• Mix kefir, vanilla extract, almond extract and dark rum in a separate bowl (or pourable measuring cup). Using a fork, stir ingredients until they’re well blended. 
  • In a separate bowl beat the eggs with a whisk. Add sugar and whisk until the sugar is completely dissolved. 
  • Add the kefir mixture to the egg mixture and whisk until thoroughly combined. 
  • Cut the pears into quarters, removing stems, seeds and blemishes (skin stays on). Roughly chop the fruit forming small rustic-shaped cubes. 
  • Add liquid ingredients to dry ingredients and combine using a large silicone spatula. 
  • Add pears and use the silicone spatula to fold the fruit into the batter, making sure that all the pieces are well coated. Set aside to rest for five minutes. 
  • Butter the pie dish. 
  • Pour the batter into the dish, using the silicone spatula to spread the batter evenly so the pears are evenly distributed in the plate.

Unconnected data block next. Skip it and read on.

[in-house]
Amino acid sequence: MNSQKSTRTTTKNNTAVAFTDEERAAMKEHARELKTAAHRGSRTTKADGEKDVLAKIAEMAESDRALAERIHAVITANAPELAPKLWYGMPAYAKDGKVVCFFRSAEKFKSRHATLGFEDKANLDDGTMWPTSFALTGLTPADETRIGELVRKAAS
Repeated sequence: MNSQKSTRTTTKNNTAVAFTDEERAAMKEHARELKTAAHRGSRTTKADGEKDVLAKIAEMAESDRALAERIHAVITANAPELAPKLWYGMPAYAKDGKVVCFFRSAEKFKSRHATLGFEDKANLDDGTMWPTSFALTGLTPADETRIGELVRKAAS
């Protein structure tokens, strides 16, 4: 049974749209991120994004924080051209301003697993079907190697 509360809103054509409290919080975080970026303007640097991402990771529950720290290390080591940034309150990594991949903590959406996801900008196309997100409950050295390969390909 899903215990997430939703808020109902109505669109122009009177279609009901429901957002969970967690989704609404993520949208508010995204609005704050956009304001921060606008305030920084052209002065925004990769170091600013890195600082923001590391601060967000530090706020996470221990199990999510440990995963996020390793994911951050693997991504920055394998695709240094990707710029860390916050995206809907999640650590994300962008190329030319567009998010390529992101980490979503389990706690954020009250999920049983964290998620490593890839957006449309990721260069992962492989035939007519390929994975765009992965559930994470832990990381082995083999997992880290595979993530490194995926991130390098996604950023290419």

• Bake for 30-35 minutes, or until a toothpick placed in the center is dry when removed. 
  • Allow the clafoutis to cool on a rack while it’s in the ceramic plate. Serve slightly warm or refrigerate.
Glass Petal Smoke recommends keeping a sealed two-cup jar of dark rum mixed with raisins in your refrigerator (enough dark rum to cover the raisins). The raisins will infuse the rum with flavor over time and you can use the infused rum in many pastry applications. You can use the raisins in Glass Petal Smoke's recipe for Rum Raisin Scones, which freeze well and are made with butter and heavy cream.

Invest in a 9-inch ceramic pie dish. It distributes heat evenly and you'll find many uses for it. Stick with lighter colors to avoid overbaking.

Specific brands are used in Glass Petal Smoke's recipe for Spiced Pear Clafoutis because they perform well. You can use other brands if you like, but Penzeys Spices is highly recommended. 

Tuesday, July 19, 2016

The Smell of Vintage Pantene Shampoo

The smell of vintage Pantene shampoo is as dear to me as the smell of old books. Although they smell nothing alike, the two stand side by side in my olfactory mind and are linked by a teenage memory.